Sound financial controls are vital to maintaining trust in College operations. These controls include adequate separation of financial duties, diligent application of systems designed to prevent or detect mistakes or inappropriate transactions, and conscientious compliance with practices for authorizing and reporting transactions. These procedures are designed to ensure compliance with the law, with accepted auditing practices, and with our communal sense of what’s needed to maintain trust.
Use of College Property and Resources: We all must act as careful stewards of College resources. This is especially true when the use of funds has been restricted by donors. All College property and resources should be used to advance its mission and not for personal gain.
Gifts and Gratuities: Relationships between the college and the organizations with which it does business must be free from any perception that those relationships might be influenced improperly. We should not personally accept any significant gift, gratuity, or other payment in cash or in kind from any vendor who either does business or seeks to do business with the college. Exceptions are gifts of nominal value, generally defined as being worth $100 or less. We should report to our supervisors all gifts that have been offered us. If our supervisors aren’t confident about the appropriateness of a potential gift, they should consult with the appropriate member of Senior Staff.
Compliance with Laws, Regulations, and Policies: We must carry out our responsibilities in compliance with applicable laws, regulations, policies, and procedures. Managers and supervisors must keep current with changes in laws and regulations, including College policies and procedures; we all have the responsibility to comply.
Contractual and Grant Obligations: The College frequently enters into contractual and other formal obligations with outside entities. These obligations may include research and other grants and contracts, commercial contracts, software licenses, gift agreements, and memos of understanding. All of us who represent Williams must act in good faith and adhere to all obligations the college assumes. Only those authorized to enter into contractual agreements on behalf of the college may do so. Questions of who is authorized can go to our supervisors, the Office of the Provost, or the Office of the Vice President for Finance and Administration.
Healthy Learning and Work Environments
We are dedicated to building a diverse and inclusive community, in which members of all backgrounds can live, learn, and thrive. The College, in compliance with state and federal law, does not discriminate in admission, employment, or administration of its programs and activities on the basis of race, color, sex, national origin, religion, age, disability, marital status, sexual orientation, gender identity or expression, ancestry, or military service. It’s vital that we avoid intimidating or threatening actions that might result in a hostile environment. As a community of learning, we value freedom of expression and at the same time know that it does not protect abusive or harassing behavior.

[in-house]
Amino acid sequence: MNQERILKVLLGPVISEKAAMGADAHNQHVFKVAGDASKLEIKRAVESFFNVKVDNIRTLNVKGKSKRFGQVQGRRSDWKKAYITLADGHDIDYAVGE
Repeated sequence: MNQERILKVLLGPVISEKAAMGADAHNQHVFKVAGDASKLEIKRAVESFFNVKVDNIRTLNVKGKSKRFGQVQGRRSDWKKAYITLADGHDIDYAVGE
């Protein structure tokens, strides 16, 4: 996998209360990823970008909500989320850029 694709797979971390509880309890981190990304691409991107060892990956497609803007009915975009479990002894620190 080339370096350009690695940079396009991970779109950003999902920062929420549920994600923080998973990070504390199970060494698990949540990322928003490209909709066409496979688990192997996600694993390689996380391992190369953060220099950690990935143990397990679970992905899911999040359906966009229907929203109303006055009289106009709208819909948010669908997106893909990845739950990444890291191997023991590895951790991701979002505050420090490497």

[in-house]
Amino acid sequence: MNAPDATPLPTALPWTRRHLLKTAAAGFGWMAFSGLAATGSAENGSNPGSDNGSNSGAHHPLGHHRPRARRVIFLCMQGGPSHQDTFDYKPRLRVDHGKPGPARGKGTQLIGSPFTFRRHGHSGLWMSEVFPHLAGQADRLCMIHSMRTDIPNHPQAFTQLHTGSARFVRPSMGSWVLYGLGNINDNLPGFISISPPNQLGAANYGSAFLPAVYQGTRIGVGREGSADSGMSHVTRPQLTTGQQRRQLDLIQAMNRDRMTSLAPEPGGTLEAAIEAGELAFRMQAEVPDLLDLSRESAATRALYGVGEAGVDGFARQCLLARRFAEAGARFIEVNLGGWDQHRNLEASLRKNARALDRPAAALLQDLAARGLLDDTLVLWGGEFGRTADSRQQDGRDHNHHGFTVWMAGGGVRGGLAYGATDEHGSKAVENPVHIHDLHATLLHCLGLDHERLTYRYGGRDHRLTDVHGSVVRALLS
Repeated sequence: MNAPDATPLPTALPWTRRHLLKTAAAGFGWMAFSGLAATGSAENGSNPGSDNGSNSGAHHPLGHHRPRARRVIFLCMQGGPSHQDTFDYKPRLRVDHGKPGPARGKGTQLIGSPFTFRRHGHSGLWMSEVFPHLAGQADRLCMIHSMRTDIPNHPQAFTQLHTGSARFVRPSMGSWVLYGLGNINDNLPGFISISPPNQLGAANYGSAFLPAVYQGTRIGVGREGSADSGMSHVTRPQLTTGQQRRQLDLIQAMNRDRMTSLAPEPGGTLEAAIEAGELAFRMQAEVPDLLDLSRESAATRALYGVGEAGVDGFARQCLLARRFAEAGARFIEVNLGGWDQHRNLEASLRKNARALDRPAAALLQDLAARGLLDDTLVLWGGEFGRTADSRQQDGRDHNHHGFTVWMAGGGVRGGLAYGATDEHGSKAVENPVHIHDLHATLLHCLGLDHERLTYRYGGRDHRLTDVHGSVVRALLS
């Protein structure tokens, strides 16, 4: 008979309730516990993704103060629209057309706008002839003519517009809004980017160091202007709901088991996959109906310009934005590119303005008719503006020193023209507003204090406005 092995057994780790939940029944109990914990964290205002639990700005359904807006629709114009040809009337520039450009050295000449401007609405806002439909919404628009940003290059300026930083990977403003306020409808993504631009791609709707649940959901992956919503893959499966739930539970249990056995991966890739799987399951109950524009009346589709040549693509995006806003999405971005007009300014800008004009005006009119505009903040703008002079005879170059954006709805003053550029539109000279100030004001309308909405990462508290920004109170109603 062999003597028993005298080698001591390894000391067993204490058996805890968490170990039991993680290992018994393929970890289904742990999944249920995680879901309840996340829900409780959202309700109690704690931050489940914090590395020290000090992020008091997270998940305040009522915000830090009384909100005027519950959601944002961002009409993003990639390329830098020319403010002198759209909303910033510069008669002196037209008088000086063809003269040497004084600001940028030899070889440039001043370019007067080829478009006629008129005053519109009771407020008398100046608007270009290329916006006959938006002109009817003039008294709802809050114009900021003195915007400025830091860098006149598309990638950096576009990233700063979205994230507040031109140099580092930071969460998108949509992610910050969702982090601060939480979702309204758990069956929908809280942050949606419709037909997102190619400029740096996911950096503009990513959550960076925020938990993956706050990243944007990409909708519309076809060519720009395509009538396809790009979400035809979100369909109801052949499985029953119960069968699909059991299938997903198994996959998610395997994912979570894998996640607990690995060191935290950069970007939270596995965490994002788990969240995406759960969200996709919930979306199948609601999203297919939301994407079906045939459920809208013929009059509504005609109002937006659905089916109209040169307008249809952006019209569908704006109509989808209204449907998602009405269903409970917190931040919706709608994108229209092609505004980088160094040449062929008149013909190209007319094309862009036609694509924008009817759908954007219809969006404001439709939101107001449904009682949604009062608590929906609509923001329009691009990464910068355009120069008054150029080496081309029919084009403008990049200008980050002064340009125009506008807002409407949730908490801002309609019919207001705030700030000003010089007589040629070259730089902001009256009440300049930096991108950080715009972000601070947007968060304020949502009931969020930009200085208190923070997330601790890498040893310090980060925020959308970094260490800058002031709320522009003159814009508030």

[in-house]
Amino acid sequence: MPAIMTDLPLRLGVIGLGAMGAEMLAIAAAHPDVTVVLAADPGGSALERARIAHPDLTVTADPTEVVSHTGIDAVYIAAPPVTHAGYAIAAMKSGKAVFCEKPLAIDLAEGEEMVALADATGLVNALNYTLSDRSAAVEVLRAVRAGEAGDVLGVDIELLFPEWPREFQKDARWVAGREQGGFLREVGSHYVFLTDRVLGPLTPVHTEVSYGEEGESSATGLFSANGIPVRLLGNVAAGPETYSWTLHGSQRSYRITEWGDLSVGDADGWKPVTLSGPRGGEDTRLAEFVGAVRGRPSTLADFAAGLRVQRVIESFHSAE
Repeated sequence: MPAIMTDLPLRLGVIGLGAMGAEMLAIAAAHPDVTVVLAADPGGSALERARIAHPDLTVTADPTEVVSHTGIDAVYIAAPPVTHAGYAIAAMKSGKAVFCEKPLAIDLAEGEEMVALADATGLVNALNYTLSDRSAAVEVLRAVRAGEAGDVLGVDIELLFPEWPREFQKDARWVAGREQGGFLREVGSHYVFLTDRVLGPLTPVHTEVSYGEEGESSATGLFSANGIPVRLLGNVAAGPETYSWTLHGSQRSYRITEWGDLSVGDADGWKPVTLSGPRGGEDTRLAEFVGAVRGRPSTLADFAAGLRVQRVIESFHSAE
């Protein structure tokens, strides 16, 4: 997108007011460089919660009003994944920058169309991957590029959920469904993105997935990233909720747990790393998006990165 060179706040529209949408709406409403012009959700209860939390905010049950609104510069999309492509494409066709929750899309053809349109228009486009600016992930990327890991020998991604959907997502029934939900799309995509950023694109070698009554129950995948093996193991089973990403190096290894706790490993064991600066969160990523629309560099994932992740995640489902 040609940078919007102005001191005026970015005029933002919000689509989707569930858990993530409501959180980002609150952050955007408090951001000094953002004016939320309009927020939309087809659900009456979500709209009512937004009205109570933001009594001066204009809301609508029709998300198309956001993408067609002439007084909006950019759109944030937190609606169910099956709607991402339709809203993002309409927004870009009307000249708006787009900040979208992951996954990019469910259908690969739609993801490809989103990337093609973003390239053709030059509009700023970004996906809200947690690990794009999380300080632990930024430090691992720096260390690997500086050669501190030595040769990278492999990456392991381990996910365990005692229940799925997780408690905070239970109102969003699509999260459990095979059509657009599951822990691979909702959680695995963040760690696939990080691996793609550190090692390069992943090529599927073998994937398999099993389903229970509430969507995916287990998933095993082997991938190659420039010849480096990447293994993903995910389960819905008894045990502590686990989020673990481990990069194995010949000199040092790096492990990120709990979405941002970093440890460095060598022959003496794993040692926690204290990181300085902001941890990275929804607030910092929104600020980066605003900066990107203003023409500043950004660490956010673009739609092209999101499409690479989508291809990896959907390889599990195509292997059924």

Anyone who violates a law, a Williams’ policy, or this Code while conducting College business, is subject to College disciplinary action. Disciplinary Policy & Procedures
Obligation to Report Suspected Violations and Protection from Retaliation
If you suspect a violation at the college of any law or regulation, you should raise it—normally through regular management channels, and if for some reason that’s not appropriate, then at a higher level as spelled out in the Whistleblower Policy.
Offices and departments should regularly review with their members this Code and whichever College policies (listed below) are relevant. They express our communal expectations regarding appropriate behavior. Following them will help ensure that together we perform our duties to the high standard that students, parents, alumni, and the public expect of us and that we expect of ourselves.
- Drug and Alcohol Policy
- Scientific Misconduct
- Sexual Harassment Policy
- Non-discrimination Policy
- Equal Employment Opportunity Policy
- Employment of Family Members
- Confidentiality Policy